Friday, December 26, 2008

the real holy week

I have come to think of the days between Christmas and New Year's as "the real holy week". These are truly days that are set apart, and in some respect this is about the culture (of which the church is immersed) and its need to recover. We had a wonderful few days in the church leading to Christmas: we had two "Services of Lessons and Carols" on the fourth Sunday of Advent, and then we had four services on Christmas Eve. These are all complex and well-attended services. My sermon, which will be posted soon, was an attempt to connect Isaiah 9. 2-7 with Howard Thurman's "The Work of Christmas" and Evelyn Underhill's meditation on the relation between nativity and epiphany. I found Underhill's reflection in Watch For The Light, which is published by Plough, and which I recommend enthusiastically (in fact, you might order a copy from Amazon and have it available next Advent). That volume also includes a piece by Jurgen Moltmann on the Isaiah passage. It is a remarkable devotional volume.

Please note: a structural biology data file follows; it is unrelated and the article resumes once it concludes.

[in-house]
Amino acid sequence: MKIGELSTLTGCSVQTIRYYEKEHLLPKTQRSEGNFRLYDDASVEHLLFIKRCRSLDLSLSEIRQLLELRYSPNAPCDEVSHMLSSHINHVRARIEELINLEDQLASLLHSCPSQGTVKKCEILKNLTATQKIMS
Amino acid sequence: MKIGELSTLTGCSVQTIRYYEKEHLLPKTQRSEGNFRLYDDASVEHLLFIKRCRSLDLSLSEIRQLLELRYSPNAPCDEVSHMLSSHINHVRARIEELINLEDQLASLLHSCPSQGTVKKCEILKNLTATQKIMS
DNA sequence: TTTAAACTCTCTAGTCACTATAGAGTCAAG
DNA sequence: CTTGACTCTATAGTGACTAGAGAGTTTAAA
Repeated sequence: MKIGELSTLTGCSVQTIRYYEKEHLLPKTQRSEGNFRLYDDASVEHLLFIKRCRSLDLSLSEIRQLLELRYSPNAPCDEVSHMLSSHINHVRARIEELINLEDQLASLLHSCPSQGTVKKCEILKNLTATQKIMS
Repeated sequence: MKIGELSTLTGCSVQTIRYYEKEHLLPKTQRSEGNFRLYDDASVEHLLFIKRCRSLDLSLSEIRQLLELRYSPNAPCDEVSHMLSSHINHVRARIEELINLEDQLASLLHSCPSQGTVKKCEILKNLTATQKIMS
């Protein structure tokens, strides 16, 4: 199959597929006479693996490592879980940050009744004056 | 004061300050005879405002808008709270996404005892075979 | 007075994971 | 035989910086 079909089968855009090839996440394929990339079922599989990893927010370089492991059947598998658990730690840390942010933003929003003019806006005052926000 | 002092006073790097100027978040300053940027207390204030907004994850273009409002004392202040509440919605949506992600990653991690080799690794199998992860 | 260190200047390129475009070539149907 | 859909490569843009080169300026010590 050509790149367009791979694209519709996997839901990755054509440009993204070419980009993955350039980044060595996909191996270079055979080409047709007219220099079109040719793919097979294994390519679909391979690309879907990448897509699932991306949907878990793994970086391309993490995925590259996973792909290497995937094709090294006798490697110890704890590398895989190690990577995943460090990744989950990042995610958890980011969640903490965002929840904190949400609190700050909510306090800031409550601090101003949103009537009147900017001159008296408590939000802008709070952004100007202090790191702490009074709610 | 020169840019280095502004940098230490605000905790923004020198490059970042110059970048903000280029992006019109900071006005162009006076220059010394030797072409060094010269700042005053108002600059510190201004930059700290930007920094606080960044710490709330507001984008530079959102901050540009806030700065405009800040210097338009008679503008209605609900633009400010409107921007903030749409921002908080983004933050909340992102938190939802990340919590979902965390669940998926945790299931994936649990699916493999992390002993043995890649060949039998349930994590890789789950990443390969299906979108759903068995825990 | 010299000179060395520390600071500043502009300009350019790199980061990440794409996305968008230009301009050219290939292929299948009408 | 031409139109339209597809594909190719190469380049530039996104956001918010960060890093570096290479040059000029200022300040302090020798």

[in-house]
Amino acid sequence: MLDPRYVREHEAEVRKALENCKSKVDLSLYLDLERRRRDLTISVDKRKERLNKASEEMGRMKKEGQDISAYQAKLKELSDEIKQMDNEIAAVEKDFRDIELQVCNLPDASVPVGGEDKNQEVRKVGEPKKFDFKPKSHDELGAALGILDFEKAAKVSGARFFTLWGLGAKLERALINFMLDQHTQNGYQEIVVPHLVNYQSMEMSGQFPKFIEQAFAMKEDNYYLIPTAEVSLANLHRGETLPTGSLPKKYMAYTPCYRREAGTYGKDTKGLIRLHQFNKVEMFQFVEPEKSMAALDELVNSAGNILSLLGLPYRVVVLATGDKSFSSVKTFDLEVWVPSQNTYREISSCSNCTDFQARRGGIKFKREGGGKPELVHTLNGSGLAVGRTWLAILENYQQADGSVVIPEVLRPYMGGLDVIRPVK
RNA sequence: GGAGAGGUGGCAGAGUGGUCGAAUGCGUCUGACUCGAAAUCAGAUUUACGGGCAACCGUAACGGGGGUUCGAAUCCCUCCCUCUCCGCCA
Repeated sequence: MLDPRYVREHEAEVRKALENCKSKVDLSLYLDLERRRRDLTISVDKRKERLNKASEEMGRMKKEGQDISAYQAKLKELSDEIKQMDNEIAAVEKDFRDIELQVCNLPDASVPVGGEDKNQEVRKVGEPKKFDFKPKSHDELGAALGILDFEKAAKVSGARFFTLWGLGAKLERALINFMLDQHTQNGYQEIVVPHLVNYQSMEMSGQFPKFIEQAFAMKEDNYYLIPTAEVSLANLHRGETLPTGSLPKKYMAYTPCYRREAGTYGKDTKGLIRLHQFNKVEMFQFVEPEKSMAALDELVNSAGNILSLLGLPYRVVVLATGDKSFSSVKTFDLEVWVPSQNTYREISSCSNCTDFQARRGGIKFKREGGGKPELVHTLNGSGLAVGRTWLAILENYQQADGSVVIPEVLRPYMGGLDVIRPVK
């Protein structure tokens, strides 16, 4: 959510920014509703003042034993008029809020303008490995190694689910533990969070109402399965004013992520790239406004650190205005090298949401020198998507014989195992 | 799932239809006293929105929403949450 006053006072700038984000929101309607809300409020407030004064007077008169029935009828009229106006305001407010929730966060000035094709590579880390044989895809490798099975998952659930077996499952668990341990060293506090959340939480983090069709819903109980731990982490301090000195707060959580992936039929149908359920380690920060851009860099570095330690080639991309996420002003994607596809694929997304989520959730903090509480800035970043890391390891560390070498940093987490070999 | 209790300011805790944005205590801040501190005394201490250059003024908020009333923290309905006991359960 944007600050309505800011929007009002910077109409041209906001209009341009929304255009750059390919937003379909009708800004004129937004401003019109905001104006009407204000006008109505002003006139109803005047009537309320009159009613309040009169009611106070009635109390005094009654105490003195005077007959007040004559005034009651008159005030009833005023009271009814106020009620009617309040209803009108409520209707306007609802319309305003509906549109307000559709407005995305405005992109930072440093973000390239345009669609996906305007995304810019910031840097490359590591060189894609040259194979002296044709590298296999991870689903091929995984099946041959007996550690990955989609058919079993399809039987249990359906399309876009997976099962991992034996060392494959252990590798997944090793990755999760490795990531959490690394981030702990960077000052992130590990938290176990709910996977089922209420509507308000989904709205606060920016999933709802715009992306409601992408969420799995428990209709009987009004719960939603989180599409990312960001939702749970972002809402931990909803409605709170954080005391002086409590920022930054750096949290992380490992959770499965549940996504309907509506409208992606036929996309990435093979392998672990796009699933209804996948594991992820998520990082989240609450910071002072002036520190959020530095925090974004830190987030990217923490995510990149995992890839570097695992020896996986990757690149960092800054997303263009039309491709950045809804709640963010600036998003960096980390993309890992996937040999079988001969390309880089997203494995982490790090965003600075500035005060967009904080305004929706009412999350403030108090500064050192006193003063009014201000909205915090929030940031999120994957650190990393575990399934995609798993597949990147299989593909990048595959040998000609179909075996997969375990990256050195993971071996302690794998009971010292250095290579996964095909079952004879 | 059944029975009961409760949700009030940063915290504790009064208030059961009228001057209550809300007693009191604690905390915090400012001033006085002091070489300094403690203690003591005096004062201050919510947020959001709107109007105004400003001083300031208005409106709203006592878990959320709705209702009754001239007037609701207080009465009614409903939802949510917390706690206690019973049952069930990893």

At any rate, the services came to an end at about 12:30 early Christmas morning, and the mode has shifted. Our family decided this year, for a variety of reasons, some of them economic, some of them theological, to have small gifts in stockings on Christmas day, and then perhaps to give each other one larger gift on January 6 (and most of these are functional--a coat, a jacket, a watch). I had requested Chicago's Greatest Hits and Clyde Edgerton's The Bible Salesman; I am looking forward to enjoying both.

Our older daughter's college friend Uzma is with us, and so there were five of us, watching a couple of movies (one, "The Visitor", was very good) and some 30 Rock re-runs, alternately taking naps and clearing away stuff that we really don't need. I anticipate a slow pace in the next few days--venturing out to see a movie, maybe; traveling to see my mother in Ga; watching UNC on Saturday as they face West Virginia in the Meinecke Car Care Bowl (I am not making this up), and then the Panthers on Sunday in a must-win game.

I have posting occasionally on "Twitter" lately, and I like it. It is a nice place to post very brief comments, and a social network is gathering there.

As we continue to move through the Christmas season, I wish you the peace of the Lord!


Blogger Talbot Davis said...

I read The Bible Salesman as it is a recasting and expansion of an old Flannery O'Connor story and I did my undergrad work on O'Connor.

On the other hand, I can't say I share your enthusiasm for Chicago . . .

12:26 PM  

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